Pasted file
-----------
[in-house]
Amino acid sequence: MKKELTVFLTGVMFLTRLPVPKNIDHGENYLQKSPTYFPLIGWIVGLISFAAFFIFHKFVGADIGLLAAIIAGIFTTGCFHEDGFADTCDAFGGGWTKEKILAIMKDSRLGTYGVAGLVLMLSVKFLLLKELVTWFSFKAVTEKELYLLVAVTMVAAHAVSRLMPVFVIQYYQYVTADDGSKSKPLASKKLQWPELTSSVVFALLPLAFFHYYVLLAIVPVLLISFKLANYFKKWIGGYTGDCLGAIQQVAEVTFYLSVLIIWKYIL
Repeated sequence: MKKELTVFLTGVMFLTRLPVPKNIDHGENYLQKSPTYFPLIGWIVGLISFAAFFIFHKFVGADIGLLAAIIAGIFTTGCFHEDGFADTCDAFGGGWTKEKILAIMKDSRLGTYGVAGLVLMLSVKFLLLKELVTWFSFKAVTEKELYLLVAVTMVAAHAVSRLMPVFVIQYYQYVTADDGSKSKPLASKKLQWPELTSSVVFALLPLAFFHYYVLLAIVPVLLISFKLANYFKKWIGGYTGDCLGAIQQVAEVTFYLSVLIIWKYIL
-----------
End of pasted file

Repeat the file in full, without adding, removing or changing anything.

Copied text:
[in-house]
Amino acid sequence: MKKELTVFLTGVMFLTRLPVPKNIDHGENYLQKSPTYFPLIGWIVGLISFAAFFIFHKFVGADIGLLAAIIAGIFTTGCFHEDGFADTCDAFGGGWTKEKILAIMKDSRLGTYGVAGLVLMLSVKFLLLKELVTWFSFKAVTEKELYLLVAVTMVAAHAVSRLMPVFVIQYYQYVTADDGSKSKPLASKKLQWPELTSSVVFALLPLAFFHYYVLLAIVPVLLISFKLANYFKKWIGGYTGDCLGAIQQVAEVTFYLSVLIIWKYIL
Repeated sequence: MKKELTVFLTGVMFLTRLPVPKNIDHGENYLQKSPTYFPLIGWIVGLISFAAFFIFHKFVGADIGLLAAIIAGIFTTGCFHEDGFADTCDAFGGGWTKEKILAIMKDSRLGTYGVAGLVLMLSVKFLLLKELVTWFSFKAVTEKELYLLVAVTMVAAHAVSRLMPVFVIQYYQYVTADDGSKSKPLASKKLQWPELTSSVVFALLPLAFFHYYVLLAIVPVLLISFKLANYFKKWIGGYTGDCLGAIQQVAEVTFYLSVLIIWKYIL